(RNS) — Sixty years ago, the Catholic Church was the largest ideologically antisemitic organization in the world. Many of its leaders and adherents publicly blamed Jews for the death of Jesus. Today, it is the largest philosemitic organization in the world.
The Catholic Church presents the Jewish community as a sibling in faith, and successive popes have condemned antisemitism in its many forms. Pope Francis has declared the hatred of Jews to be “neither human nor Christian.” At a time of rising religious conflict and political polarization, we should heed this example and try to live out our potential as peace builders.
This week, I had the privilege of joining a delegation of 20 rabbis and Jewish leaders from the International Jewish Committee for Interreligious Consultations (IJCIC) to the Vatican for biannual meetings with senior church leaders. The delegation met with Cardinal Kurt Koch, the president of the Pontifical Commission for Religious Relations with the Jews; Cardinal Luis Ladaria Ferrer, the prefect of the Congregation for the Doctrine of the Faith; and Cardinal Pietro Parolin, the Vatican’s Secretary of State. We also received a message from Pope Francis, who was unable to meet with us in-person as expected, due to intense knee pain.
The camaraderie between our traditions was on full display. We had substantive dialogue about the opening of the Vatican Archives for Jewish scholars, reflected upon the ongoing suffering of Christians in the Middle East, and sought input about relations between Catholics and Jews in Israel. Yet, the warmth of relationship eclipsed the content of the interchanges. It was clear that most members of the Curia with whom we were meeting were in regular conversation with Jewish friends and colleagues, including many from our own delegation. We were not gathering at the Vatican as strangers, but as a reunion of friends.
Pope Francis reflected to our delegation in his written remarks:
In our turbulent times, it is critical that Jews and Christians encounter one another more frequently and work together in an effort to counter certain negative trends found in our western societies: idolatry of self and of money, extreme individualism and the culture of indifference and of waste.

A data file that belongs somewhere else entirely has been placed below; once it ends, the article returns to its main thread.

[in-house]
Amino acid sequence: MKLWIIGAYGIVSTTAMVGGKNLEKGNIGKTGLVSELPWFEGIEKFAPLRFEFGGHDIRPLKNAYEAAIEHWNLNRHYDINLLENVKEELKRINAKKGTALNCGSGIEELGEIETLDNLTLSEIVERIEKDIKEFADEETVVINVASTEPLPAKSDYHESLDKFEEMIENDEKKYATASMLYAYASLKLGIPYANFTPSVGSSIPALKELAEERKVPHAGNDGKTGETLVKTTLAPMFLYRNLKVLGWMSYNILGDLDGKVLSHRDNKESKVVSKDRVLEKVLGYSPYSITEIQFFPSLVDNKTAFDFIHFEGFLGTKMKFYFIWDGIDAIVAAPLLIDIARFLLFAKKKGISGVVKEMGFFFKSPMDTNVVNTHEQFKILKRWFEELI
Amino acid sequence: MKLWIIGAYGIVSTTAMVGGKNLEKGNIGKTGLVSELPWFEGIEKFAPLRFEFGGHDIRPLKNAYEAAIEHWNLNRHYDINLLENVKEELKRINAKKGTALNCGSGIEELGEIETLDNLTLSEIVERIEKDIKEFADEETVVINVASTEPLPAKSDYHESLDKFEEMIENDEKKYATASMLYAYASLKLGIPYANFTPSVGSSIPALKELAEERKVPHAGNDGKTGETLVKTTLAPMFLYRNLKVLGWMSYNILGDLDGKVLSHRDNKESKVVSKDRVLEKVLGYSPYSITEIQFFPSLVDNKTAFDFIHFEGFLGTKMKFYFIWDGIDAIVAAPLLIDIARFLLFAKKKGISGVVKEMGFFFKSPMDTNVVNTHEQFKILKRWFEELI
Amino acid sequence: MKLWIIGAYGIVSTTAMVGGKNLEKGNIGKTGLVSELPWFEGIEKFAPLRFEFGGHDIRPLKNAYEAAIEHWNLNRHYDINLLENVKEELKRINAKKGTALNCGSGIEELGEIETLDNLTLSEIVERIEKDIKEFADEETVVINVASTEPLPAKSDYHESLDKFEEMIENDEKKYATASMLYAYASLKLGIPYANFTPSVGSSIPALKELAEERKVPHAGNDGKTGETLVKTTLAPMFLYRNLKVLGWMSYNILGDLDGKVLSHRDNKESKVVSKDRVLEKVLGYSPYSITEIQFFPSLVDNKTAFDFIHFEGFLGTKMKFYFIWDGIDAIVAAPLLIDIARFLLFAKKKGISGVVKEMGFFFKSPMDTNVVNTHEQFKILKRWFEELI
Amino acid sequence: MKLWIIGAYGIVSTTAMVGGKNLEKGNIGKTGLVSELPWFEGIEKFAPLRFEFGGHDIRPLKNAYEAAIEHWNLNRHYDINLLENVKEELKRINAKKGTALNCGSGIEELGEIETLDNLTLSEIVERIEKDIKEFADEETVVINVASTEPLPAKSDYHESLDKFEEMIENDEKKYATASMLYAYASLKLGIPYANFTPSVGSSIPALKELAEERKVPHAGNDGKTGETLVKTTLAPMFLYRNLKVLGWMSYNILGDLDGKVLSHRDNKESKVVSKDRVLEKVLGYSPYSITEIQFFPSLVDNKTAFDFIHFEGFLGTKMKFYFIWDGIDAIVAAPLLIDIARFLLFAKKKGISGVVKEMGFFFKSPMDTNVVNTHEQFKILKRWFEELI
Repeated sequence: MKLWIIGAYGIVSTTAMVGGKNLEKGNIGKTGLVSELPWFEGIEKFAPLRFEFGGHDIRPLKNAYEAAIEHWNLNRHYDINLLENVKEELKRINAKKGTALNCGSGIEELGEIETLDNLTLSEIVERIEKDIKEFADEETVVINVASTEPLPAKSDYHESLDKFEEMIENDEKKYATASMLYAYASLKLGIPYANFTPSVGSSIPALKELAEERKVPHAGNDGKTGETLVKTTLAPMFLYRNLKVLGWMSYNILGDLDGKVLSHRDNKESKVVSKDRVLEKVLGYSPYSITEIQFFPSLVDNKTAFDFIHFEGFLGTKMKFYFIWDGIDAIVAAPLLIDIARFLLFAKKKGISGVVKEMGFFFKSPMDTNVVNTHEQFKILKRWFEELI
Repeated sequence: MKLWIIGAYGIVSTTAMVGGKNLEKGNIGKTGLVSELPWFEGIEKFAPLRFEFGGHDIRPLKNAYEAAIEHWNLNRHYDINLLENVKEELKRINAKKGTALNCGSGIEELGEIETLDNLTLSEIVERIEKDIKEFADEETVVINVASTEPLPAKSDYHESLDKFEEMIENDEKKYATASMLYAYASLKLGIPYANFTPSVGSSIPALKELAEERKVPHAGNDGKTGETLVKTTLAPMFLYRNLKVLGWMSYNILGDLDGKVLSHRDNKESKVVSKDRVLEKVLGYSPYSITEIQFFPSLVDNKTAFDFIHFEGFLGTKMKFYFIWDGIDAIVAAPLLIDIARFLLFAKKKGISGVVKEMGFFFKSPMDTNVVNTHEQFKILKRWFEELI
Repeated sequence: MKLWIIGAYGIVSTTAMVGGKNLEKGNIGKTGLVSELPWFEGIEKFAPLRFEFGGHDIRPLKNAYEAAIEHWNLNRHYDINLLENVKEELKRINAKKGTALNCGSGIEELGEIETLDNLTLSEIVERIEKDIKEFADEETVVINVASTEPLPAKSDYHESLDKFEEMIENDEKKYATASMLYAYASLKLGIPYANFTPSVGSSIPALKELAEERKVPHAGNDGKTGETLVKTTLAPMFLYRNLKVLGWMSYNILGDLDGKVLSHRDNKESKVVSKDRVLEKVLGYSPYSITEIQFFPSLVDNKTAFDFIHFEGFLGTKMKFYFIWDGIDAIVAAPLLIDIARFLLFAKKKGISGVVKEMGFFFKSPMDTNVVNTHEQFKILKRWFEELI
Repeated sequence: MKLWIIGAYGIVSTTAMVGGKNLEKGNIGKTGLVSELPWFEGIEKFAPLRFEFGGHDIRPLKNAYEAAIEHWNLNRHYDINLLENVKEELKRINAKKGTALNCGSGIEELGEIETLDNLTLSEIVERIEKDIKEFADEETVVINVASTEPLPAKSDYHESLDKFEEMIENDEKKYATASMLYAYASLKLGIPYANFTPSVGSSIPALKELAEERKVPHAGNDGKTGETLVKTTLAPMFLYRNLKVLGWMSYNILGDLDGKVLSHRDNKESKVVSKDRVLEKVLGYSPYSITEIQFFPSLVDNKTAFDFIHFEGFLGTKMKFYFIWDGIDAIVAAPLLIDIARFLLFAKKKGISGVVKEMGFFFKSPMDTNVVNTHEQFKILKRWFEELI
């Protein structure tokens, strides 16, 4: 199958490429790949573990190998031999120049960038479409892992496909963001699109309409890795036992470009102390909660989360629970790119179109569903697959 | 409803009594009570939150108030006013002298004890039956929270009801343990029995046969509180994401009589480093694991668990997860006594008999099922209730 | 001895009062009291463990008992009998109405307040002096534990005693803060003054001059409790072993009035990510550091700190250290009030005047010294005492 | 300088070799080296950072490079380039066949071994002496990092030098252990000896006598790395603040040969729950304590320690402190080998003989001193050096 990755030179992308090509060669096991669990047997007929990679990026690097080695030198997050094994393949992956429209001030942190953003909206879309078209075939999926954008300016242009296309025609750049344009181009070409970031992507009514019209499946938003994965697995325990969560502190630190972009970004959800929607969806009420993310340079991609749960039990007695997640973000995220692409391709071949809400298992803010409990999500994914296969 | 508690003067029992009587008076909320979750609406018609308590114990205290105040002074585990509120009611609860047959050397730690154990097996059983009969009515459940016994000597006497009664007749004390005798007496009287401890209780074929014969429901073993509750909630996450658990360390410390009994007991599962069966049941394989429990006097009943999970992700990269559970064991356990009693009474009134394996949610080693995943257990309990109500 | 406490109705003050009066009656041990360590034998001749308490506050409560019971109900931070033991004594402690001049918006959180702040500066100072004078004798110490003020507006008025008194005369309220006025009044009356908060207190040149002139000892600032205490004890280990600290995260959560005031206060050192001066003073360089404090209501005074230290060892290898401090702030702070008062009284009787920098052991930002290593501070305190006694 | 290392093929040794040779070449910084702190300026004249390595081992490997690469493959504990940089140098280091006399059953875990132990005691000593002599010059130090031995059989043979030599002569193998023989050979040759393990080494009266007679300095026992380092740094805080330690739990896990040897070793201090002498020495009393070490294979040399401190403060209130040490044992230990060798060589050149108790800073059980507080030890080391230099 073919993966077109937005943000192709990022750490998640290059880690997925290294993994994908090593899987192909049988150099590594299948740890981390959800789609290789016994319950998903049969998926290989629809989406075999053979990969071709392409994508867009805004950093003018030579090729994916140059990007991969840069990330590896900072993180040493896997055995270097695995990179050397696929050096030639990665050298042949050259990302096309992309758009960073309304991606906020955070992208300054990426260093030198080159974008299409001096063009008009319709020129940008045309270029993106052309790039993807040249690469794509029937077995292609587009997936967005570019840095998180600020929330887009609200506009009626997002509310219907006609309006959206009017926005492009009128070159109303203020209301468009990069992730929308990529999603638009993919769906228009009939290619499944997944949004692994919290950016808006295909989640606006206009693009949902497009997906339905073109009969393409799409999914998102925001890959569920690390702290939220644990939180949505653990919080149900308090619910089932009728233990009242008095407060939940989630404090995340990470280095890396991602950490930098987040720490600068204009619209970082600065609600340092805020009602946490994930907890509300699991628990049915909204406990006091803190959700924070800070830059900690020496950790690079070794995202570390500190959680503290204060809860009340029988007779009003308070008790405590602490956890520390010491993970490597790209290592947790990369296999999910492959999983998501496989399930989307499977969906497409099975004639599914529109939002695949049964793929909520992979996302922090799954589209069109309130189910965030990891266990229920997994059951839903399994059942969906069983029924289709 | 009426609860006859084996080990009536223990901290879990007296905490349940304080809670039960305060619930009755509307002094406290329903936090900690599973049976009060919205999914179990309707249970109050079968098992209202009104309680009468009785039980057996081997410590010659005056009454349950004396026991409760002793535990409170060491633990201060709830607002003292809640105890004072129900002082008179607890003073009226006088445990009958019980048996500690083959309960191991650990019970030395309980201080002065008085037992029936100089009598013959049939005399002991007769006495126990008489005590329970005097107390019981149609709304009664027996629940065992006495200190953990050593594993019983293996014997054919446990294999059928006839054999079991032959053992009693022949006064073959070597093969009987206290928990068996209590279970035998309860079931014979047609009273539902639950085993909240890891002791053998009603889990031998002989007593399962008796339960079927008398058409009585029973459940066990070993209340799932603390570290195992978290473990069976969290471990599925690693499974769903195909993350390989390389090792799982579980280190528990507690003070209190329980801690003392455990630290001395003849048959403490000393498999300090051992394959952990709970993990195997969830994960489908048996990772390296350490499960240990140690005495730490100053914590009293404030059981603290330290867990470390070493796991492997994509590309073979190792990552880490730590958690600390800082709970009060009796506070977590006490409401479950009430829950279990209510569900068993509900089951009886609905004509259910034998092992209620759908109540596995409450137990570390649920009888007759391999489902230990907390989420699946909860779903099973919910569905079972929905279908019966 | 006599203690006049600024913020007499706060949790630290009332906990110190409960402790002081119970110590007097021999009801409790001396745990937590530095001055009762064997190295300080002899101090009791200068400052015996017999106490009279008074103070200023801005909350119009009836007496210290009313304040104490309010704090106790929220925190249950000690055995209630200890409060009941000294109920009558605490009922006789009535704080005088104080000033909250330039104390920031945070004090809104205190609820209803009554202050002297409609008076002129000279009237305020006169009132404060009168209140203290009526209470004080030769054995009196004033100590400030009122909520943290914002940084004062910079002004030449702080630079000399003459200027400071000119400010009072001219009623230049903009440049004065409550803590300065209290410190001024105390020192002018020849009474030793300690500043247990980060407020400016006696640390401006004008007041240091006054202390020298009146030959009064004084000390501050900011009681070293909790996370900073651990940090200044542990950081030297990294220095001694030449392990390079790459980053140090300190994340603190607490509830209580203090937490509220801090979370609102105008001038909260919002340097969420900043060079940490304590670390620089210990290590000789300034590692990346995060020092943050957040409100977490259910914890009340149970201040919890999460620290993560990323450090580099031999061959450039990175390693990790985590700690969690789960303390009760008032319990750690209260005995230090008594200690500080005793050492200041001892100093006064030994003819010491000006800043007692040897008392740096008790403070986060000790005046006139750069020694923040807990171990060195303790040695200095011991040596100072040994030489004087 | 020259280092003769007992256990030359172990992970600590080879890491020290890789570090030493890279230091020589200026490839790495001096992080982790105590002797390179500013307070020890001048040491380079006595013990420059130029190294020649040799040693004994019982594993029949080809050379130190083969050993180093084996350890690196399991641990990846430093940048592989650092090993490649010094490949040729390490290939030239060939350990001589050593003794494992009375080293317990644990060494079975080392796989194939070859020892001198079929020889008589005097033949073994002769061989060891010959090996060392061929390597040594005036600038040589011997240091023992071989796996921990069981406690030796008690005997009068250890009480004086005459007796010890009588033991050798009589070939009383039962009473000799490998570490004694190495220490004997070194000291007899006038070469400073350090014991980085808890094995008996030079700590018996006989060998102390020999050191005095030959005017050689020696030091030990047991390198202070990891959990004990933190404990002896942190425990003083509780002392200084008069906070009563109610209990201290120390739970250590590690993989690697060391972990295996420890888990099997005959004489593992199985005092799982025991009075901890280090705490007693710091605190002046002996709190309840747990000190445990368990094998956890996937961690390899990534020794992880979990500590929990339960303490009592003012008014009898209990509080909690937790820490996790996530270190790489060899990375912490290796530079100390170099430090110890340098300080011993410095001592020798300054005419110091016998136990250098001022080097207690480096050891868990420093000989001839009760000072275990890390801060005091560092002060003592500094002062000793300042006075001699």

He advised us to seek out friendships across faith lines and to embrace the learning we can do together. Pope Francis then connected our dialogue to God’s presence in the world:
Interreligious dialogue is a sign of our times and, I would say, a providential sign, in the sense that God himself in his wise plan, has inspired, in religious leaders and in many others, the desire to encounter and come to know one another in a way respectful of religious difference. This is a privileged path to growth of fraternity and peace in our world.
Pope Francis’ heartfelt appeal represents a high-water mark and a measure of just how far our religious communities have come.
Such evident friendship, much less clear statements about the good we can do together, would not have been possible without the work of our forebears. In addition to the prominent figures of Pope John XXIII, Pope Paul VI, Rabbi Abraham Joshua Heschel, and Rabbi Irving Greenberg, there were many other Catholic and Jewish leaders who gathered less visibly for years in the wake of the Holocaust to ensure that “never again” could be lived out in practice through the allyship of one of the world’s largest faith communities. After countless meetings and unimaginable toil, their work bore fruit.
On October 28, 1965, Pope Paul VI promulgated Nostra Aetate (literally meaning “In Our Time”) as a “Declaration on the Relation of the Church to Non-Christian Religions.” With these carefully formulated words, the Pope affirmed that Jews born from that point on could not be impugned for Jesus’ death and that “Indeed, the Church believes that by His cross Christ, Our Peace, reconciled Jews and Gentiles.”
The Church built on this proclamation with organizational changes to normalize relationship between Jewish and Catholic leaders. In 1974 it established the Pontifical Commission for Religious Relations with the Jews, remarkably under what is now the Pontifical Council for Promoting Christian Unity. Its position within the Vatican suggests that Jews are to be understood as part of the family of faith for which the Catholic Church provides care.
For those of us who sit on the Jewish counterpart to the Pontifical Commission, IJCIC, it is evident how these internal changes have borne fruit on the ground in the United States. Our parents or grandparents grew up hearing on the radio the hateful and pro-Nazi rhetoric of Father Charles Coughlin. Today, it is doctrinally impermissible for antisemites to become ordained as priests. Jews and Catholics have collaborations of a sort that would be unheard of at the time of Nostra Aetate’s promulgation. Rabbis and cantors call Catholic priests, nuns and lay leaders our mentors, teachers and friends. The United States Conference of Catholic Bishops is filled with allies of the Jewish community and works actively with the National Council of Synagogues to combat antisemitism.
Far more than many of us realize, the doctrinal transformations of the Catholic Church have shaped Jewish life today, giving space for us to find our voice as a diaspora community in ways unfathomable for much of the past two millennia. Our path to Jewish self-actualization has not merely taken us back to Jerusalem or New York, but also to Rome.
(Rabbi Joshua Stanton is Spiritual Leader of East End Temple and Director of Leadership and Formation at CLAL – The National Jewish Center for Learning and Leadership. He is coauthor with Rabbi Benjamin Spratt of Awakenings: American Jewish Transformations in Identity, Leadership, and Belonging. The views expressed in this commentary do not necessarily reflect those of Religion News Service.)